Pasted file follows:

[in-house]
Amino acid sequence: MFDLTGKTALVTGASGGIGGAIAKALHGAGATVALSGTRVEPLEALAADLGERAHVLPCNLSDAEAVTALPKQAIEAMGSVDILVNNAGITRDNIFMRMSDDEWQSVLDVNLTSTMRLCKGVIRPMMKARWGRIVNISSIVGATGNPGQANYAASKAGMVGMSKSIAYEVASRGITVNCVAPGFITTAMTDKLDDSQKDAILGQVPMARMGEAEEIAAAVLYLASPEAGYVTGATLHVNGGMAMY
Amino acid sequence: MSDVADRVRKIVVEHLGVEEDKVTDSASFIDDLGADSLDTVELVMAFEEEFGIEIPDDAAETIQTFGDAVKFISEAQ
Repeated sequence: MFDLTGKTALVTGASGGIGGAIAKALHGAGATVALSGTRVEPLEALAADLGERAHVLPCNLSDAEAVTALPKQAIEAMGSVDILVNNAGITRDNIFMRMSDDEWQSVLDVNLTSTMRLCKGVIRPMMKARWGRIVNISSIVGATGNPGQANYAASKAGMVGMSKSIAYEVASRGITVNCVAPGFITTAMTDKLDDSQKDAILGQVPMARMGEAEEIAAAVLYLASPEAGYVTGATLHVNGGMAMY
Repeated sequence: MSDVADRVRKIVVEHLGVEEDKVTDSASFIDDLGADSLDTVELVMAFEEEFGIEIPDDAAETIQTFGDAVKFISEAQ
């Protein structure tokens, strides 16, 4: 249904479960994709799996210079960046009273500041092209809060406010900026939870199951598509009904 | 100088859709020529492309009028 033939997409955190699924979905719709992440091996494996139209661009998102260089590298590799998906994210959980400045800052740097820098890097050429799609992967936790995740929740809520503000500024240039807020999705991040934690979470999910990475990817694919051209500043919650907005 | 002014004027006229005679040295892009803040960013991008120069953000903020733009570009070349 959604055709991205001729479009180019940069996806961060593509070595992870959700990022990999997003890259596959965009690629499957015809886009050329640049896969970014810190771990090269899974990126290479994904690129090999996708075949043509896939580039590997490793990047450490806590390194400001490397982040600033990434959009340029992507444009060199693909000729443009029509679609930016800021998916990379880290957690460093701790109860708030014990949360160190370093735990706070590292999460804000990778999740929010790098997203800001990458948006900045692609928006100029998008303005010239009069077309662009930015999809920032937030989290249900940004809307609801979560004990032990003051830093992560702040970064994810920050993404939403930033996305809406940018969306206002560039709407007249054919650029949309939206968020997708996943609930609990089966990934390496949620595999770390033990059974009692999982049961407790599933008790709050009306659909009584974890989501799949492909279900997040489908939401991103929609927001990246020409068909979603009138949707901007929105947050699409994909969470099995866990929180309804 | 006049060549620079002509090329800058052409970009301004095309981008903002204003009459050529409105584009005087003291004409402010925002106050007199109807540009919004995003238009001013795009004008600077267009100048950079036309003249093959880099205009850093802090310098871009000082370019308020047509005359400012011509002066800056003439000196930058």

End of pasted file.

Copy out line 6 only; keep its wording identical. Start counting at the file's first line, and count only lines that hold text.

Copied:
């Protein structure tokens, strides 16, 4: 249904479960994709799996210079960046009273500041092209809060406010900026939870199951598509009904 | 100088859709020529492309009028 033939997409955190699924979905719709992440091996494996139209661009998102260089590298590799998906994210959980400045800052740097820098890097050429799609992967936790995740929740809520503000500024240039807020999705991040934690979470999910990475990817694919051209500043919650907005 | 002014004027006229005679040295892009803040960013991008120069953000903020733009570009070349 959604055709991205001729479009180019940069996806961060593509070595992870959700990022990999997003890259596959965009690629499957015809886009050329640049896969970014810190771990090269899974990126290479994904690129090999996708075949043509896939580039590997490793990047450490806590390194400001490397982040600033990434959009340029992507444009060199693909000729443009029509679609930016800021998916990379880290957690460093701790109860708030014990949360160190370093735990706070590292999460804000990778999740929010790098997203800001990458948006900045692609928006100029998008303005010239009069077309662009930015999809920032937030989290249900940004809307609801979560004990032990003051830093992560702040970064994810920050993404939403930033996305809406940018969306206002560039709407007249054919650029949309939206968020997708996943609930609990089966990934390496949620595999770390033990059974009692999982049961407790599933008790709050009306659909009584974890989501799949492909279900997040489908939401991103929609927001990246020409068909979603009138949707901007929105947050699409994909969470099995866990929180309804 | 006049060549620079002509090329800058052409970009301004095309981008903002204003009459050529409105584009005087003291004409402010925002106050007199109807540009919004995003238009001013795009004008600077267009100048950079036309003249093959880099205009850093802090310098871009000082370019308020047509005359400012011509002066800056003439000196930058």